The Need for Repentance in Ferguson

“What’s very clear is that black lives are worthless in America”: a Q&A with Rev. Jim Wallis.

The Rev. Jim Wallis, founder of the Christian magazine Sojourners and a spiritual adviser to President Barack Obama, will be one of the key speakers at an interfaith event related to Ferguson Sunday (October 12) at St. Louis University.

In the following Q&A — edited for clarity and length — Wallis talks about how faith plays a role in his decision to come to St. Louis and how his past involvement in the civil rights era compares to today.

Q: Can you tell me how you became involved in Ferguson, and what you expect from your visit?

A: It turns out I was in South Africa all of August doing a speaking tour, and so when Ferguson broke out that’s where I was. What was interesting was how in South Africa it was all over the news. The way it was an issue in South Africa and around the world says something all by itself. We’ve had local clergy brief us on what’s going on and how it feels after 60 days. Imagine 60 days of this stress. It takes its toll on everyone. The people there are the ones who are leading this every day. We’re going to be supportive and helpful, as much as we can.

Q: How does your faith play a role in Ferguson?

A: Repentance is a powerful theme throughout the Bible, and I’m an evangelical so that’s important to me. It’s not just about admitting wrongdoing but also committing to making changes that prevent further harm from being done, and there has not even been any admitting of wrongdoing yet by any of the powers that be in Ferguson.

I’m coming to Ferguson because repentance has not happened there yet, and the faith community really won’t rest until it does. Ferguson can’t be just another moment, like Trayvon Martin was. We need moments like this to turn into a movement.

I’ll say this as clearly as I can. What’s very clear is that black lives are worthless in America and the criminal justice system. It’s time to right that unacceptable wrong. All the details and the particulars in the incidents can always be discussed, but we all know that young black men are treated differently than young white men. That’s just the truth. And it’s wrong. And Christians can’t accept that.

We’re walking into a broken situation, and I hope the faith community can try to bring people together around dealing with what has to be dealt with to heal.

Q: In the last month, supporters of Michael Brown, including his family, have called for the arrest of Officer Darren Wilson three times. Do you think that’s the right focus?

A: There must be a trial here. The facts, the evidence, the scene, the reports, the witnesses, everything we’ve read about what happened between Officer Wilson and Mike Brown calls for a trial. There has to be a legal process to deal with what happened.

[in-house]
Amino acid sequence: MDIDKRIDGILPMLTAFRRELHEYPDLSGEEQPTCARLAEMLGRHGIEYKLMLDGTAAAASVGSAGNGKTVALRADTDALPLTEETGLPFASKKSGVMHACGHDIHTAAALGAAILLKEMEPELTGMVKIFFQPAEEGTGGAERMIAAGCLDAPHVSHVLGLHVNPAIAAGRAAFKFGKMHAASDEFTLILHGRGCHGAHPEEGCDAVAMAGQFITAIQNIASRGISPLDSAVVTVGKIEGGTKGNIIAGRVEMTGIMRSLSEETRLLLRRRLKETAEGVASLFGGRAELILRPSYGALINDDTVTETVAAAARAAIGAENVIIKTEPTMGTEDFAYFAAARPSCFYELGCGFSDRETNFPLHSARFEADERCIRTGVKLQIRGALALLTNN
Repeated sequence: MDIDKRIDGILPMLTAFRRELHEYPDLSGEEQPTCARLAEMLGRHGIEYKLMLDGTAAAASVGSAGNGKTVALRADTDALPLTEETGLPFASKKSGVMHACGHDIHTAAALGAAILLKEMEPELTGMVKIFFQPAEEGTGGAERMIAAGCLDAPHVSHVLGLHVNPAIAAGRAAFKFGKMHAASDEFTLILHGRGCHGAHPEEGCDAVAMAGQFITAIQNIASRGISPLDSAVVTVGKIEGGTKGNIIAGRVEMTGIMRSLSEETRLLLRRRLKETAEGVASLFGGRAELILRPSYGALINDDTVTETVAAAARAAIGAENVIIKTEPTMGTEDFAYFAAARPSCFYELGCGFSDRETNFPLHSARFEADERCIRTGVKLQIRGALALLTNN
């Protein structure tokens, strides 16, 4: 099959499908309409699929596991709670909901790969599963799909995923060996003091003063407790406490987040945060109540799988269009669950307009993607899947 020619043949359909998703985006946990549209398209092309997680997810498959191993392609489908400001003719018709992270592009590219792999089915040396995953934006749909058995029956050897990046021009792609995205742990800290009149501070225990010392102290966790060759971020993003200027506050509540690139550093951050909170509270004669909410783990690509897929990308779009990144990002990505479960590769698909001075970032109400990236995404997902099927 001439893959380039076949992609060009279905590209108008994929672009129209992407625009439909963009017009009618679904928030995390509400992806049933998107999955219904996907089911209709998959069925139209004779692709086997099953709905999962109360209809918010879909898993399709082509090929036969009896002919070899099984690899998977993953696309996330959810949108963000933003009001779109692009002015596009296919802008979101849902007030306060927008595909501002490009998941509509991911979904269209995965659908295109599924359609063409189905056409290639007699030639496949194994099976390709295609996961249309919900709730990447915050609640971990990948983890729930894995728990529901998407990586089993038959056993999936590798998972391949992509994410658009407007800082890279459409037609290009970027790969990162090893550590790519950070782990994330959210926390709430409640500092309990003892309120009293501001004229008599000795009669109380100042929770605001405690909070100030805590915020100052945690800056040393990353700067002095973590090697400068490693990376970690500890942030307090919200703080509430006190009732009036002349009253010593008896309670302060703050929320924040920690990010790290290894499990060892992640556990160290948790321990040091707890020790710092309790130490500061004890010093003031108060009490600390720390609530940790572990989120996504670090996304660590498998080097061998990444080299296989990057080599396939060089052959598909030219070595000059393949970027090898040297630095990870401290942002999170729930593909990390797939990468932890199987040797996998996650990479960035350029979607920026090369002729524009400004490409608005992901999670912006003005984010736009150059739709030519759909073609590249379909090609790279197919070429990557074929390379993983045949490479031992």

Q: You’ve been involved in civil rights issues before. Can you talk about how Ferguson compares to those past experiences?

A: I was a kid growing up in Detroit in a white evangelical church. It seemed to me that something was wrong. Something really big was wrong in my city and my country and nobody was talking about it. I couldn’t get people to answer my questions. And I wondered who this minister named Martin Luther King was and what he was up to, and nobody wanted to talk about it.

I’m a little league coach and all the black kids on teams that I’ve coached, every black parent has the conversation with their black sons about how they need to behave in the presence of police. White parents don’t have that conversation. It’s like when years ago, I felt like something was wrong but nobody was talking about it.

There’s been tremendous change in so many things but the criminal justice system remains the most racialized part of this entire society, and the truth of a society is always best known from the bottom and not the top.

I’ve always learned the most about the world from being places I was never supposed to be and by meeting people I was never supposed to know. So, this is a challenge to the white churches to pay attention, to listen to our brothers and sisters, to care as much about our brothers and sisters who are black, as much as we care about our own kids who are white.

The body of Christ is essentially a multiracial community. That’s what Galatians says, that’s what Paul says: In Christ there is no Jew or Gentile, male or female. In this community we break down the world’s barriers of race and gender and class. So when we polarize, when we divide along racial lines — that’s a denial of the Gospel. If Ferguson were an isolated event it would be very different. But you know, and I know, and the world knows — it’s not.

Image courtesy of R. Gino Santa Maria / Shutterstock.com.